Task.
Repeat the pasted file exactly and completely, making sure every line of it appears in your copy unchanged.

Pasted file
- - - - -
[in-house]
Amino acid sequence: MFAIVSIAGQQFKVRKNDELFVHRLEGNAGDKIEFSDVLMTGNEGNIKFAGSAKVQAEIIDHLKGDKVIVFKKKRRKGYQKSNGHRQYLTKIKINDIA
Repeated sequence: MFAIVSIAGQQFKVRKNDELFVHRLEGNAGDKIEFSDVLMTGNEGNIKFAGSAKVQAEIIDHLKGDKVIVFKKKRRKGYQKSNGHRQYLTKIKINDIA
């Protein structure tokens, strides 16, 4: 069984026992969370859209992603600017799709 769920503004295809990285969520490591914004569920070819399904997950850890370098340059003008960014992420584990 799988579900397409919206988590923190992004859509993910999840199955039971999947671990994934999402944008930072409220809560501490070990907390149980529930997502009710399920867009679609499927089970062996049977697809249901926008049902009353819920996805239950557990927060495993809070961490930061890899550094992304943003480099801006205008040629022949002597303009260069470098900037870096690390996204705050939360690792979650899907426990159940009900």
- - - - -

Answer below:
[in-house]
Amino acid sequence: MFAIVSIAGQQFKVRKNDELFVHRLEGNAGDKIEFSDVLMTGNEGNIKFAGSAKVQAEIIDHLKGDKVIVFKKKRRKGYQKSNGHRQYLTKIKINDIA
Repeated sequence: MFAIVSIAGQQFKVRKNDELFVHRLEGNAGDKIEFSDVLMTGNEGNIKFAGSAKVQAEIIDHLKGDKVIVFKKKRRKGYQKSNGHRQYLTKIKINDIA
């Protein structure tokens, strides 16, 4: 069984026992969370859209992603600017799709 769920503004295809990285969520490591914004569920070819399904997950850890370098340059003008960014992420584990 799988579900397409919206988590923190992004859509993910999840199955039971999947671990994934999402944008930072409220809560501490070990907390149980529930997502009710399920867009679609499927089970062996049977697809249901926008049902009353819920996805239950557990927060495993809070961490930061890899550094992304943003480099801006205008040629022949002597303009260069470098900037870096690390996204705050939360690792979650899907426990159940009900």